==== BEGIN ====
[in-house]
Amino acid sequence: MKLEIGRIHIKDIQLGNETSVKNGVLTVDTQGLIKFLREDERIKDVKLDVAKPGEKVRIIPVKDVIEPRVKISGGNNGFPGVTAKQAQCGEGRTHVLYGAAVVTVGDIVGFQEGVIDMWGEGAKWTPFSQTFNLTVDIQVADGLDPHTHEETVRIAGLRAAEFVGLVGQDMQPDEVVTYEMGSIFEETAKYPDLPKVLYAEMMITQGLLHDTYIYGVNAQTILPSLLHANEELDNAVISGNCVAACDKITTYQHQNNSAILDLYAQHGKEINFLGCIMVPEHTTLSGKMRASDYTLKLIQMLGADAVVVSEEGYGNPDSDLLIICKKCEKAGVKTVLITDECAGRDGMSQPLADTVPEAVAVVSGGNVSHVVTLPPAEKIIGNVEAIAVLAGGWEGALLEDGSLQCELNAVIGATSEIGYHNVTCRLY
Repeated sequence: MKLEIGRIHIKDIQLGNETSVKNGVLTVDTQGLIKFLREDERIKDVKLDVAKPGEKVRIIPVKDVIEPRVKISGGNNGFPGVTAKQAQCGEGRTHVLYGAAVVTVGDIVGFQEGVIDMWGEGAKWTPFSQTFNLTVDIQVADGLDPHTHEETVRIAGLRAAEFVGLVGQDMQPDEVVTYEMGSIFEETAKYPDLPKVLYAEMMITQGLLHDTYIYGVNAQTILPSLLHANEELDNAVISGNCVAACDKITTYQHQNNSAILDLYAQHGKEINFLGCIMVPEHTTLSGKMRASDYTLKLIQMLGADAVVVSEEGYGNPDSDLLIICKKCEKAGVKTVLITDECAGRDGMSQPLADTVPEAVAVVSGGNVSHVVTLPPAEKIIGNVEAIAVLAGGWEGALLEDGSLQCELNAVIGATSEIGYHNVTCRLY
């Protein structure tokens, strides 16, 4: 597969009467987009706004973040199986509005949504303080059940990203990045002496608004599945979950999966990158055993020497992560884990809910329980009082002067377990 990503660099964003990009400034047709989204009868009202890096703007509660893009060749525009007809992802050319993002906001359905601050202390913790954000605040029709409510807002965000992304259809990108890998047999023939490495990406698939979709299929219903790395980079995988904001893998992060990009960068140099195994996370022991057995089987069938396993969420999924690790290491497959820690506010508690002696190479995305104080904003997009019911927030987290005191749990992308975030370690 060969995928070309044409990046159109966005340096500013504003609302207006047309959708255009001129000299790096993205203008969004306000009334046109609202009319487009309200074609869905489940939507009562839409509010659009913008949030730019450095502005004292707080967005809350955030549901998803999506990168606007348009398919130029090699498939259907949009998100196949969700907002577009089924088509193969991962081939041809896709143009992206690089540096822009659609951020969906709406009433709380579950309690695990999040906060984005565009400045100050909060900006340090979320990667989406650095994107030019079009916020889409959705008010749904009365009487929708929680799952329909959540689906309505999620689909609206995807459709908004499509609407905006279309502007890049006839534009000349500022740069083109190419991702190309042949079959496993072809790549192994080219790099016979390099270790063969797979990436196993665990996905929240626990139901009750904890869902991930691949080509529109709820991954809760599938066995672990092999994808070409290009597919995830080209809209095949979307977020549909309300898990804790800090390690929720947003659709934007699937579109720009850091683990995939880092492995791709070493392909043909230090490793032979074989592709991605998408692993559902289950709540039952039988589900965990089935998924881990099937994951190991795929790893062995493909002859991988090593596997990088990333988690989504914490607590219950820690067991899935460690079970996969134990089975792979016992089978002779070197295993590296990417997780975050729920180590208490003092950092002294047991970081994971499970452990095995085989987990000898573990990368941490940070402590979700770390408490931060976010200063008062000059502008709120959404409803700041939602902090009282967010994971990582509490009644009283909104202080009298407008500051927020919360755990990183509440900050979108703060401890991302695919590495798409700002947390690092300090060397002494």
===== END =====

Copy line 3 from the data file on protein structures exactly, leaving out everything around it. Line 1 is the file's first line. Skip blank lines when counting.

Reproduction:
Repeated sequence: MKLEIGRIHIKDIQLGNETSVKNGVLTVDTQGLIKFLREDERIKDVKLDVAKPGEKVRIIPVKDVIEPRVKISGGNNGFPGVTAKQAQCGEGRTHVLYGAAVVTVGDIVGFQEGVIDMWGEGAKWTPFSQTFNLTVDIQVADGLDPHTHEETVRIAGLRAAEFVGLVGQDMQPDEVVTYEMGSIFEETAKYPDLPKVLYAEMMITQGLLHDTYIYGVNAQTILPSLLHANEELDNAVISGNCVAACDKITTYQHQNNSAILDLYAQHGKEINFLGCIMVPEHTTLSGKMRASDYTLKLIQMLGADAVVVSEEGYGNPDSDLLIICKKCEKAGVKTVLITDECAGRDGMSQPLADTVPEAVAVVSGGNVSHVVTLPPAEKIIGNVEAIAVLAGGWEGALLEDGSLQCELNAVIGATSEIGYHNVTCRLY